Car Sharing: Why Buy A Car When You Can Share?

Car sharing is attracting a growing number of American drivers away from the burden of monthly car payments and rising gas prices. Car sharing companies continue to crop up around the country, pushing commuters to wonder — why own a car when I can share?

Zipcar was the first car sharing company to really capture the public’s eye. The company appeared at the turn of the new millennium and now has hundreds of thousands of members. Zipcar allows drivers to reserve Zipcars online or by phone and grants access to cars using cards and smartphone apps. Gas, parking, insurance, and maintenance fees are all included in the membership fee. Just return the car to where you got it when you’re done.

Car2Go takes a different approach to car sharing. Customers locate nearby cars using an app on their smartphone, drive it wherever they want within the company’s designated area, and leave it anywhere within that space. Another customer can locate the same car using their smartphone, and off they go. Customers are charged by the minute, the hour, or the day, depending on how long the trip is. For people who only drive occasionally or have short urban commutes, a car sharing bill at the end of the month can be easier to swallow than the price of a car payment, monthly insurance, and gas.

“People of my generation believed that our private automobile said a lot about who we are, that [it] defined our power and our status,” Jeffrey Tumlin of Nelson Nygaard, a transportation planning firm, told NPR. “The younger generations don’t seem to be buying into that anymore, and they are seeing automobiles as simply a tool.”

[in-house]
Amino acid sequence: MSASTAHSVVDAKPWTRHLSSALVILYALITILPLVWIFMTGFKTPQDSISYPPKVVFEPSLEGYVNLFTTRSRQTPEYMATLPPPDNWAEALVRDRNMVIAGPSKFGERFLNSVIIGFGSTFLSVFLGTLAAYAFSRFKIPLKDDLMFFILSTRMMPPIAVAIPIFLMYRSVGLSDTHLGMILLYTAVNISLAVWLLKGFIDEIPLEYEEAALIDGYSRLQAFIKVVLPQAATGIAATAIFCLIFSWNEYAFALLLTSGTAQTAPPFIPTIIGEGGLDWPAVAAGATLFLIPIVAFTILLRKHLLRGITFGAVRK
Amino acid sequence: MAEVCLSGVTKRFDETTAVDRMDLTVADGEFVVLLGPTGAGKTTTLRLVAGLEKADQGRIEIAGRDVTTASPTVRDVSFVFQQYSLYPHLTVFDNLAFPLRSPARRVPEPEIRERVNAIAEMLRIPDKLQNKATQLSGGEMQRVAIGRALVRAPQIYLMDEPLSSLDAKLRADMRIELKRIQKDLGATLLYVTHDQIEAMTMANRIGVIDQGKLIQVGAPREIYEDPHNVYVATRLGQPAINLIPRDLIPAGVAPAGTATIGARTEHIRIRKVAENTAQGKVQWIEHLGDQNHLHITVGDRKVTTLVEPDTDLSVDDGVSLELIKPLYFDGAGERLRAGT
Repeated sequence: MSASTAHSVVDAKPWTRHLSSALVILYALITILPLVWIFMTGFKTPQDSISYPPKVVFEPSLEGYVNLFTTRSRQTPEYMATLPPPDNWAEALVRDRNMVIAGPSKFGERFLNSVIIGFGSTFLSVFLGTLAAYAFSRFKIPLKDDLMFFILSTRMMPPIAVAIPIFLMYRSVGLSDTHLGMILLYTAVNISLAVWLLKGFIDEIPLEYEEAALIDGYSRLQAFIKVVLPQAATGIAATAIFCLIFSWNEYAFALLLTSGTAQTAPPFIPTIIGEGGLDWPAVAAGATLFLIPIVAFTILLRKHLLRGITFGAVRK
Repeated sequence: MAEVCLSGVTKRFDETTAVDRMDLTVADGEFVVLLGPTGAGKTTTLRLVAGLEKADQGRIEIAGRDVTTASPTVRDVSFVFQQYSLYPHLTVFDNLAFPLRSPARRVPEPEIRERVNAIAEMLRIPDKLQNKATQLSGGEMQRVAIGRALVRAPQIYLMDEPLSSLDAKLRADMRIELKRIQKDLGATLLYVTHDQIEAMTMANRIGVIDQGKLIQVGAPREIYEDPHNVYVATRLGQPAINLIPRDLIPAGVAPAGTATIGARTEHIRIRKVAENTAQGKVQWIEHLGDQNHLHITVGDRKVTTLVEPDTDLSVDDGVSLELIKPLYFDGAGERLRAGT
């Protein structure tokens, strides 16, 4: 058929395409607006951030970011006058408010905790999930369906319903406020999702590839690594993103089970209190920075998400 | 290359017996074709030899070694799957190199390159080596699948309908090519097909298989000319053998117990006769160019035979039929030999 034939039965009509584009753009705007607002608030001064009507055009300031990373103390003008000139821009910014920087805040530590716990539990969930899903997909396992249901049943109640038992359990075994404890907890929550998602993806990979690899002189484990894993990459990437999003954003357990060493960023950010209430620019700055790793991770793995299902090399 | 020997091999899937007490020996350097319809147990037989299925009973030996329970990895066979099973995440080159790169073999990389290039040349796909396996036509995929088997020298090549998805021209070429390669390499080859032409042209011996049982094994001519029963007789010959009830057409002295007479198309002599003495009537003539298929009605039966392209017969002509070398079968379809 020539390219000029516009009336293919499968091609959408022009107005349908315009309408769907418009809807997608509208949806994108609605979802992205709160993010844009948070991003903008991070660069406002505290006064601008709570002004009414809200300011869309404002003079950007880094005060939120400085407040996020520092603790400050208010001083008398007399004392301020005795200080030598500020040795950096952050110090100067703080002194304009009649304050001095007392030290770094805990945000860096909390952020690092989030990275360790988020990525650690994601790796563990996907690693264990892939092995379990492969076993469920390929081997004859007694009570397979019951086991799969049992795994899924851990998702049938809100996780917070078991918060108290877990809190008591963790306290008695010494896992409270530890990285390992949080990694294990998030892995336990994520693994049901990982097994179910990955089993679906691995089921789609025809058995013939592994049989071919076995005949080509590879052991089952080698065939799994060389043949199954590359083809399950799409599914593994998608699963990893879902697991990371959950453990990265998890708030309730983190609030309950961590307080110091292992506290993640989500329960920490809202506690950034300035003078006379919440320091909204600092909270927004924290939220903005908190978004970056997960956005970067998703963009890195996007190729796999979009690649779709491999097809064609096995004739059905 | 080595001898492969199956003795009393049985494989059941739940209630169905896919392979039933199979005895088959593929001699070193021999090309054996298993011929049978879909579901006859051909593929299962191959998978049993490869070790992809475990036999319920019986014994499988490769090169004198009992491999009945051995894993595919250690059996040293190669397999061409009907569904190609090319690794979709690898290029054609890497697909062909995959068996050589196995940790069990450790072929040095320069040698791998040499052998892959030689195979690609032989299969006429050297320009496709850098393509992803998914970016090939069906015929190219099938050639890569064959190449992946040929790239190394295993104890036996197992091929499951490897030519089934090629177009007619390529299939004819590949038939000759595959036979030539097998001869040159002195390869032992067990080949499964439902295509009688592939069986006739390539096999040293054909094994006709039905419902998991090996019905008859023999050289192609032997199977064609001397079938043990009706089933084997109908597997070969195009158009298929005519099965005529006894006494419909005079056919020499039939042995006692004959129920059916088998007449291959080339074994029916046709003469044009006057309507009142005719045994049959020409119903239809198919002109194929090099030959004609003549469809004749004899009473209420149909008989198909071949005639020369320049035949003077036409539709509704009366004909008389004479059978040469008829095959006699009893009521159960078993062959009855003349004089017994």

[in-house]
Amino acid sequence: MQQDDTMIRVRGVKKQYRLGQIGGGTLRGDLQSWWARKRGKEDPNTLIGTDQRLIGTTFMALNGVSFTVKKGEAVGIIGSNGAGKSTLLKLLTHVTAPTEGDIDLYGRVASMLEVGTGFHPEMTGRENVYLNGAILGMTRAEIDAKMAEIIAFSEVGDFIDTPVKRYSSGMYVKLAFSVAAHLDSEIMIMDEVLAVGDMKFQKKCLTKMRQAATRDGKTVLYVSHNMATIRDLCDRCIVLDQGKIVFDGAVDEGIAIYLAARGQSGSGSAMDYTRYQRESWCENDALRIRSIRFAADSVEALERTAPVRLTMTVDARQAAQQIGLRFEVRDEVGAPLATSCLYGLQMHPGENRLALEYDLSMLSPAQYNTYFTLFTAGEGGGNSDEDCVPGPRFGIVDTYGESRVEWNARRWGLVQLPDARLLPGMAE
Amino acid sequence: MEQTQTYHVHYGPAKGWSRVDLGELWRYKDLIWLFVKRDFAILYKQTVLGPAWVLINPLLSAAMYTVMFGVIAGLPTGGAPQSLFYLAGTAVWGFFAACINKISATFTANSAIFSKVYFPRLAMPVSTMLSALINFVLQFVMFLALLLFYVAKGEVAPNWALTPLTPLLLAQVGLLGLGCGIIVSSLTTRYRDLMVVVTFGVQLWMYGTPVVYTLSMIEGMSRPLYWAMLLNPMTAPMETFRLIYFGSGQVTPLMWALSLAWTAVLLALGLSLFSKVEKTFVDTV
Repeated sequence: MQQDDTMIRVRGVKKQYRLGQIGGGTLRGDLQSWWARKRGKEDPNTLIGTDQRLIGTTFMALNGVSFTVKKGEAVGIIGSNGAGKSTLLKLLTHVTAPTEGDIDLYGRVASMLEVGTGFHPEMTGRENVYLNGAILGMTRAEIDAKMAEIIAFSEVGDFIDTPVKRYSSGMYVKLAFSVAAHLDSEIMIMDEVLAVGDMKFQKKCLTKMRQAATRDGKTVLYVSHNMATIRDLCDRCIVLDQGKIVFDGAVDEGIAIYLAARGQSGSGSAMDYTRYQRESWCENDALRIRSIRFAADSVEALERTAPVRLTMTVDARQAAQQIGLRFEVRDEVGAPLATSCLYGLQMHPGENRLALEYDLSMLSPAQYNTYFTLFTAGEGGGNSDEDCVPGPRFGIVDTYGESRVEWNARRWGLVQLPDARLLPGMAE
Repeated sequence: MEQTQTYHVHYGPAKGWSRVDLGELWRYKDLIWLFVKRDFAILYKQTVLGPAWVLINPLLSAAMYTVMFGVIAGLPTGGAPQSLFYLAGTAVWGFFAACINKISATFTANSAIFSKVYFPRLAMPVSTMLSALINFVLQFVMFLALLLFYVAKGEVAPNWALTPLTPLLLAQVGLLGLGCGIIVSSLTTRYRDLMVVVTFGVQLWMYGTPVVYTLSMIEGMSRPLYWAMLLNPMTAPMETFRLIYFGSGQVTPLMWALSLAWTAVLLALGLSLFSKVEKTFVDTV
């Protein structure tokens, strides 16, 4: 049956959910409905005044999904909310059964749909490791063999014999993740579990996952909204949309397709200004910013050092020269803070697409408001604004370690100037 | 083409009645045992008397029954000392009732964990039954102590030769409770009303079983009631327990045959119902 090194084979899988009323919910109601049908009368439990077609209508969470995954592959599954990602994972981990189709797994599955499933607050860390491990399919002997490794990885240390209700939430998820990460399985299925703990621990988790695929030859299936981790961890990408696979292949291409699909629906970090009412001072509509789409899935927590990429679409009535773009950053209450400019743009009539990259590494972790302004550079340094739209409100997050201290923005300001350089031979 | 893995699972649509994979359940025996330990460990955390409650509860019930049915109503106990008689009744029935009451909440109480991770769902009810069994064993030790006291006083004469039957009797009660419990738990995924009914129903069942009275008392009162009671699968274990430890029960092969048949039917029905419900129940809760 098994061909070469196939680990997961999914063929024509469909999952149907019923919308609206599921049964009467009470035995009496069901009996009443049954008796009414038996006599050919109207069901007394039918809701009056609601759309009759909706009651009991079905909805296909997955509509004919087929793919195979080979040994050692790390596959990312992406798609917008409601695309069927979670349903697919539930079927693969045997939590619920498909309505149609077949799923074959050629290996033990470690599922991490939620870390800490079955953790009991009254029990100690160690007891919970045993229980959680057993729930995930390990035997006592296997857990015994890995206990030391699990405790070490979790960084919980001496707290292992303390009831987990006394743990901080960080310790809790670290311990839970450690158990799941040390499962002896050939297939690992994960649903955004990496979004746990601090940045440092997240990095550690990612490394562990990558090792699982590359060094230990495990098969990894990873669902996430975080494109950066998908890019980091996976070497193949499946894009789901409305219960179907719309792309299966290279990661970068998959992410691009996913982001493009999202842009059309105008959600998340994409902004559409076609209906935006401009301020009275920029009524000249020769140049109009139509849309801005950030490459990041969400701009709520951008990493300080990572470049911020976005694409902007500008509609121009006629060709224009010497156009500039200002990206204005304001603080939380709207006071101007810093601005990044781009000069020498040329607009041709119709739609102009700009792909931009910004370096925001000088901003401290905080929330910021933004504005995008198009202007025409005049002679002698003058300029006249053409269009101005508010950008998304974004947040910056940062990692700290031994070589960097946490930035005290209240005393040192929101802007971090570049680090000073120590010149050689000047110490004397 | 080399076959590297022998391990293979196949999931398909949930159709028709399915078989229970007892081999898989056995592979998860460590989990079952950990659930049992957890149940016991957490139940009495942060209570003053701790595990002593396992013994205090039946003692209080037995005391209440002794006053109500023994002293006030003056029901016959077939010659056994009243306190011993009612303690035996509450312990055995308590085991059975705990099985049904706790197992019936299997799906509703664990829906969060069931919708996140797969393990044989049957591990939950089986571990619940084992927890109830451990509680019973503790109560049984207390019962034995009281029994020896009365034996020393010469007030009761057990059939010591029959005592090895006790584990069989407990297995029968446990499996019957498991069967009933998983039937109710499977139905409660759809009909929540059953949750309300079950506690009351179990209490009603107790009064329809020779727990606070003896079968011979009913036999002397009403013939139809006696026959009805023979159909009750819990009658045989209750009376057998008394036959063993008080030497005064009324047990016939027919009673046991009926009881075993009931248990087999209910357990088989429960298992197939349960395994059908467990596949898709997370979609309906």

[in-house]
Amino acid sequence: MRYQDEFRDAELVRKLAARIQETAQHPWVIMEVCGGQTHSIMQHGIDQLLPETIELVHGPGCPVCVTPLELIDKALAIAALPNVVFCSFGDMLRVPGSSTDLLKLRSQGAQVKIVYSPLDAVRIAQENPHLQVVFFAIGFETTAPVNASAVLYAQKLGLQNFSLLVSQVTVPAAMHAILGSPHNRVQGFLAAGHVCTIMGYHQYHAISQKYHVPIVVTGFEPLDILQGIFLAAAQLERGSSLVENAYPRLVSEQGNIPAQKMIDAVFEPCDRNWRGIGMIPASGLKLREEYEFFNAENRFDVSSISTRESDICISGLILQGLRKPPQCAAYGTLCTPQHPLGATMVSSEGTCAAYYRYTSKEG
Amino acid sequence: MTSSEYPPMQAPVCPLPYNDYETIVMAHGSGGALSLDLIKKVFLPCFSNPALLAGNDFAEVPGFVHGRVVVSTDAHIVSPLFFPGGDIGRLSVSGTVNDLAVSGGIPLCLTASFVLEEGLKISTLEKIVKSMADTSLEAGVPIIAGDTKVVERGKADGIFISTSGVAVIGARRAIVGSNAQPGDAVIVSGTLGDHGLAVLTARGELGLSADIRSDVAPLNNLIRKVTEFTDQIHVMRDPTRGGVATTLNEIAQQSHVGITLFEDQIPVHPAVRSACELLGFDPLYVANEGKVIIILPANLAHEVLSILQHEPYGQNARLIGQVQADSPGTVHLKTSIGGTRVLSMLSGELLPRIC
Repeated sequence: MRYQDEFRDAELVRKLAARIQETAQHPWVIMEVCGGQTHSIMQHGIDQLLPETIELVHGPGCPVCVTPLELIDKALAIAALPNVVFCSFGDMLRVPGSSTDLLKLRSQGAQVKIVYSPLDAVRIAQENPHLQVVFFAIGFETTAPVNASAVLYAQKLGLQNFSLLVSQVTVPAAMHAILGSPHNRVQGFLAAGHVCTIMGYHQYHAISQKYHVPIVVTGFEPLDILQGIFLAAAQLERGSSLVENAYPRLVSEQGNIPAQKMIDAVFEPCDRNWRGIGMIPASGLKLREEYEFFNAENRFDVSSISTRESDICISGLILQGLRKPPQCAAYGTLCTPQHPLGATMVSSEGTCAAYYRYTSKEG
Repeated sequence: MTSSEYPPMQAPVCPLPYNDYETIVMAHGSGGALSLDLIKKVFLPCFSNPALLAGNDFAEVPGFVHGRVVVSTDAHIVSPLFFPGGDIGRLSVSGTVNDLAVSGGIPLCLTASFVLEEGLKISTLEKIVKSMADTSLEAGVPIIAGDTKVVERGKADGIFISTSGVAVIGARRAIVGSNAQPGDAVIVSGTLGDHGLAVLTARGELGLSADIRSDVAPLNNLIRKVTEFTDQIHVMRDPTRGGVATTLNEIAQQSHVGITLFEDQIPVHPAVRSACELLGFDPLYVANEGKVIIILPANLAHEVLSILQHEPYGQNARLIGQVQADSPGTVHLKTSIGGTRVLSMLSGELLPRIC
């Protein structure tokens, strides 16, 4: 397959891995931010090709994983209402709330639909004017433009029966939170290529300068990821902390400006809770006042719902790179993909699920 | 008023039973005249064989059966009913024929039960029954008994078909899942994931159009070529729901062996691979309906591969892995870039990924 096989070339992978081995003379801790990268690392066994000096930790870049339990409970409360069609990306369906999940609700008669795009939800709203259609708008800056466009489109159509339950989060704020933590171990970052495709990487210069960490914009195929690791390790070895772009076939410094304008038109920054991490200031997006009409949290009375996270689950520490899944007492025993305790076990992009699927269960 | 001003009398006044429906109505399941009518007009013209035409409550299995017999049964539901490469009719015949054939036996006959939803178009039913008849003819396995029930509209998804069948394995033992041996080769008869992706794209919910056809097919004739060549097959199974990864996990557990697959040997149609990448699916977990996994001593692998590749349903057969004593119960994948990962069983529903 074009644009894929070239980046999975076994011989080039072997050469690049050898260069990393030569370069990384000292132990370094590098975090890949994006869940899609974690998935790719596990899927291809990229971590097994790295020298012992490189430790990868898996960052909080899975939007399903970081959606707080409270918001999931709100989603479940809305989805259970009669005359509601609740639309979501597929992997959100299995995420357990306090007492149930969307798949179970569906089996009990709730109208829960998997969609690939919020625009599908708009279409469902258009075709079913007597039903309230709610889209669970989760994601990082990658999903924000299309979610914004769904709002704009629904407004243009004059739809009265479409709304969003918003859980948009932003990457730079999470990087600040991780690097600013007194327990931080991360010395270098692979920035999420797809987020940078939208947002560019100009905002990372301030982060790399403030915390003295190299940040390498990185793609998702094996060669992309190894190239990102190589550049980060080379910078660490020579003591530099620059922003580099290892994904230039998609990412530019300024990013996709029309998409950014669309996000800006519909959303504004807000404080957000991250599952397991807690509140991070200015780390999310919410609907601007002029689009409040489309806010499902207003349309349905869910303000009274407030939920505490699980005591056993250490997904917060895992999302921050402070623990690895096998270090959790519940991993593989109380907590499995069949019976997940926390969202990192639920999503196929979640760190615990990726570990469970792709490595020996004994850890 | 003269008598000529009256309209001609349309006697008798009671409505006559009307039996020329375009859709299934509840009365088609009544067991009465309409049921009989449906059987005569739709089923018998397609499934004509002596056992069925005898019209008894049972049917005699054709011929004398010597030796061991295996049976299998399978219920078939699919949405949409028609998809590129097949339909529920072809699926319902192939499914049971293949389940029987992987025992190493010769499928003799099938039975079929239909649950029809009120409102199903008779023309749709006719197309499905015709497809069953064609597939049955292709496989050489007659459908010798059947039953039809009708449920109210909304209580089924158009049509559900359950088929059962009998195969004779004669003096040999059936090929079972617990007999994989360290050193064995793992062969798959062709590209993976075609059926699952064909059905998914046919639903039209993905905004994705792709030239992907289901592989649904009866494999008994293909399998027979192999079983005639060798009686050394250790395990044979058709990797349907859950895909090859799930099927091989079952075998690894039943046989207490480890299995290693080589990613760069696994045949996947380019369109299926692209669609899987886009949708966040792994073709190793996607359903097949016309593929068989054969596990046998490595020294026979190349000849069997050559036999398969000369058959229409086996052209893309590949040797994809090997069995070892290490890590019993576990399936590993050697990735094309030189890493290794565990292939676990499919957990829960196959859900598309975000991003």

Car sharing isn’t for everyone, particularly the millions of Americans whose daily commutes are longer than ever before. Yet Zipcar and Car2Go are not the only prominent car sharing companies to sprout up in recent years. Like Car2Go, DriveNow allows drivers to share cars with others without having to return a car to its home location. There’s Quicar and Greenwheels. Even traditional car rental companies have entered the car sharing business. Hertz on Demand and Enterprise CarShare seek to cash in on the growing trend. Avis, the third largest rental car company, bought the world’s leading car sharing network just this year.

Sharing a car

The economy’s bouncing back, but it is taking a different, sometimes unrecognizable, form. Not everyone wants a two story house on a suburban lot with a white picket fence. Previous generations might have felt too ashamed to share a car, but with the success of car sharing companies today, consumers are showing that owning a car is no longer a part of the American Dream.

[Featured image by Felix Kramer (CalCars). Image retouched with Photoshop and uploaded by User:Mariordo [CC-BY-SA-2.0], via Wikimedia Commons]